E3 2011: ‘Legend of Zelda: Skyward Sword’ Hands-On Impressions

Jun 14, 2011 by  

Skyward Sword E3 Preview

Amidst Nintendo fans fighting to get the chance to hold and play with the new Wii U, one entry in a popular Nintendo franchise went largely unnoticed. Making a repeat appearance at E3, The Legend of Zelda: Skyward Sword was playable on the E3 2011 show floor, and Game Rant went hands-on with the title.

Though this particular game has been plagued with some motion control snafus in the past, we hoped this new demo for the game would clear up any reservations gamers might have about Link’s newest adventure. Are you curious to know how Skyward Sword stacks up in the Zelda pantheon? Read our hands-on impressions to find out more.

Offering three unique sequences to play through – bird flying, dungeon, or boss battle – this demo was meant to provide a unique snapshot of the game’s main gameplay segments.

Bird flying was a bit monotonous, but it showcased how the game differs when compared to other Zelda titles, and makes the most use of the Wii’s motion controls. The real downside to this particular flying section was that the motion control at the event was a bit finicky. There were times in each sequence where gestures or tilt didn’t register quite the way they were supposed to, but it didn’t necessarily impact the overall experience like bird flying.

In the context of the game, these particular levels might make more sense, but played as a standalone experience, they felt like a poor example of the motion control implementations seen prominently in Wii titles.

The boss battle, on the other hand, was the least motion control-focused level in the demo, and therefore felt the closest to classic Zelda. As Link faced off with the same villain featured in the most recent Skyward Sword trailer, the game required the player use the Skyward Sword to slash in various orientations and defend themselves using the nunchuck/shield.

This demo was the most engaging to play, and also allowed the motion control to feel like an extension of the experience rather than a chore, but it was also the briefest sequence. Most likely, this particular demo level was included to introduce one of the game’s main villains and to shed a little light on the story, but like bird flying it didn’t do much to instill confidence in the motion control.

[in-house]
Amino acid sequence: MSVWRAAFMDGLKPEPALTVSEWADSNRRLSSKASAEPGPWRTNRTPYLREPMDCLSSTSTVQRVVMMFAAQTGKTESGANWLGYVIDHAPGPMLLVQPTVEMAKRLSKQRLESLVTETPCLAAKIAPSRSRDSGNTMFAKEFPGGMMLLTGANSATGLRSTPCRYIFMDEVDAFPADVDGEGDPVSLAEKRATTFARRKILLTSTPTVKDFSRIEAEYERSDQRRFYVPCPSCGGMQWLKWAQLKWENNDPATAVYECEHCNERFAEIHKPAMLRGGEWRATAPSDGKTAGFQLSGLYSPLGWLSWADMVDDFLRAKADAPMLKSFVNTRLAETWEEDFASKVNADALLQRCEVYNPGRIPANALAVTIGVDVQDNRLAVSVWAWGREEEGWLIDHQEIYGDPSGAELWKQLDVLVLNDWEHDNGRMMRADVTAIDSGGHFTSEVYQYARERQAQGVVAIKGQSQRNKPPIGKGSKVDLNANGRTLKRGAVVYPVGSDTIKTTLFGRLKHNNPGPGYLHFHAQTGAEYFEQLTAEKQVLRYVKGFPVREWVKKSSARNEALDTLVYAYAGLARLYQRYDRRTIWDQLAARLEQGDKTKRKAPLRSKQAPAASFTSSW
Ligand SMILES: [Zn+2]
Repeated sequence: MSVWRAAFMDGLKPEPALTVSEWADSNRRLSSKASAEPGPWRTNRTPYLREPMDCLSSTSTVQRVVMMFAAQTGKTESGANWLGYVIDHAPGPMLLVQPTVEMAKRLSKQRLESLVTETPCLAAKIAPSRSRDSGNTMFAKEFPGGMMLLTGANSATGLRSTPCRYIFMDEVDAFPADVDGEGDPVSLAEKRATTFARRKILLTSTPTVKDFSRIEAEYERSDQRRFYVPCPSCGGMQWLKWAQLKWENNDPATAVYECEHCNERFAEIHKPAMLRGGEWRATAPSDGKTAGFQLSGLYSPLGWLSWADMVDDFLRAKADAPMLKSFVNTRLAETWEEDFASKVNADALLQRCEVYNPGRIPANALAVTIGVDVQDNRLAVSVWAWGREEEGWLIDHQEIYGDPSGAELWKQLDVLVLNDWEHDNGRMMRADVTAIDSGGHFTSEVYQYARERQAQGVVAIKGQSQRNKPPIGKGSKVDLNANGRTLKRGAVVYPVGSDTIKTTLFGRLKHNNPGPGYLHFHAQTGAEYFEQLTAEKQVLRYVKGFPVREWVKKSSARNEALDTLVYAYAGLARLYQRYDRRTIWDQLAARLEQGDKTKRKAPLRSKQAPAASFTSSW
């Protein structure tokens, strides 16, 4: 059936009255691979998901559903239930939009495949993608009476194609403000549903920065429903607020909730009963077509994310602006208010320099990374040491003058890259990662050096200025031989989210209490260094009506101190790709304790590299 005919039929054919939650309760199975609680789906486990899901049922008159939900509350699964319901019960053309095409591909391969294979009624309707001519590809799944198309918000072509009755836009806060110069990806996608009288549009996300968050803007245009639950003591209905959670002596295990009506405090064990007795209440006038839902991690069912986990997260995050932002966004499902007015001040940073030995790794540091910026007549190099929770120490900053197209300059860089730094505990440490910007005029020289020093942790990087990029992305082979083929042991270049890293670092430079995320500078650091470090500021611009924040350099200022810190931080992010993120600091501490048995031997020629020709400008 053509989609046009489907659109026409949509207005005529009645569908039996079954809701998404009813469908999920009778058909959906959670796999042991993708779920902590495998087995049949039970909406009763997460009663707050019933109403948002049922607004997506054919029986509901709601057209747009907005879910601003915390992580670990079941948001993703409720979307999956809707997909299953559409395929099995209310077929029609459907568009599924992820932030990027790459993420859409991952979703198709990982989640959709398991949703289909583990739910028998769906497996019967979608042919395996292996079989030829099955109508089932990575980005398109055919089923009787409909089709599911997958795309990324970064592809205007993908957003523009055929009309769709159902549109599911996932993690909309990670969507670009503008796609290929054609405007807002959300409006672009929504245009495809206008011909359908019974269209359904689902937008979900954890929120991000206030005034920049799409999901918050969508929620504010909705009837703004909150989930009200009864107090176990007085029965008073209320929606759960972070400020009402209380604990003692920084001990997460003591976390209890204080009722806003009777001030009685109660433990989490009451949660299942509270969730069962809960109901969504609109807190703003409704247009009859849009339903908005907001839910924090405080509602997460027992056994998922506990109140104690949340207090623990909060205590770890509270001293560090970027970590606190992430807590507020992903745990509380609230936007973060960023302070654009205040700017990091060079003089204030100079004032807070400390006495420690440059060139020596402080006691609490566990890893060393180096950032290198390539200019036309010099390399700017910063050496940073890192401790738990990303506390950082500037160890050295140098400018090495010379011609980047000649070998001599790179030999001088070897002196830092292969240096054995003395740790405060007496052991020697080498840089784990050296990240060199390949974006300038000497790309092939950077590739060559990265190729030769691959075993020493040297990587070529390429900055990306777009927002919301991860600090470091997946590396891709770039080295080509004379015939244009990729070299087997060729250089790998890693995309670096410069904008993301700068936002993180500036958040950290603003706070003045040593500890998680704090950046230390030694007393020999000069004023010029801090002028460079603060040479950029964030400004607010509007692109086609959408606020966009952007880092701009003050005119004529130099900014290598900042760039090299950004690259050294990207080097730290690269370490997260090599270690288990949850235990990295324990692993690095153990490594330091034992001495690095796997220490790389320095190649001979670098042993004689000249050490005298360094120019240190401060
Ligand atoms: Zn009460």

Skyward Sword Hands On - Beetle Gameplay

The last demo level – which incorporated both elements of the bird flying and the boss battle – was a small section of the game’s Sky Temple. Link is trapped within a centralized room filled with bats and spiders, and must use his gadgets in order to find a way out. Utilizing the motion-controlled beetle that was introduced during last year’s E3, Link can trip certain switches that allow him to progress further.

There were also opportunities for combat, but those could easily be completed simply by wiggling the Wiimote until a more motion specific “finishing move” prompt appeared on the screen. Also, the decision to use a motion controlled-gadget left Link extremely vulnerable.

Gameplay in this dungeon felt more focused on clearing a room of enemies and then attempting to solve the puzzle, rather than having that immediacy of a ticking clock embodied in advancing enemies. The mechanics, when combined with each other, were passable, but, once again, motion control felt like it was holding the experience back.

As a complete snapshot of the Skyward Sword experience, this demo captured a lot of what is great about the Zelda franchise – namely exploration and wonder – but it didn’t once and for all prove that motion control is a necessity. After all was said and done, I was more excited to get my hands on the game for the story and the experience rather than waving a sword around with the Wiimote.

Skyward Sword Hands On - Combat

As we near the release of Legend of Zelda: Skyward Sword the likelihood that motion control-based flaws will be worked out by the teams at Nintendo continues to decrease. This particular hands-on showed the most refinement of the experience, but still did not reveal a flawless game.

There were certain moments, like the boss battle, where the use of the Wiimote felt natural, and others, like bird flying, that just felt like a chore. Still, this is Zelda after all, and it’s hard to top a title that brings a smile to your face the second our green-garbed hero pops up on screen. It’s just a shame all the pieces couldn’t have come together better.

Will you be picking up Skyward Sword regardless of how well the motion control works? Do you hope that Nintendo moves Zelda back towards a dual stick-centered experience after this last Wii-centered title?

The Legend of Zelda: Skyward Sword releases holiday season 2011 on the Nintendo Wii.

17 Comments

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  1. Would rather not use motion controls at all for this game. I’d even take the N64 controller back.

  2. Despite the facts of the motion controls, I’d still buy this game, but I’d have to by a Wii Motion Plus first, or a new Remote first. It still looks like a fun game though.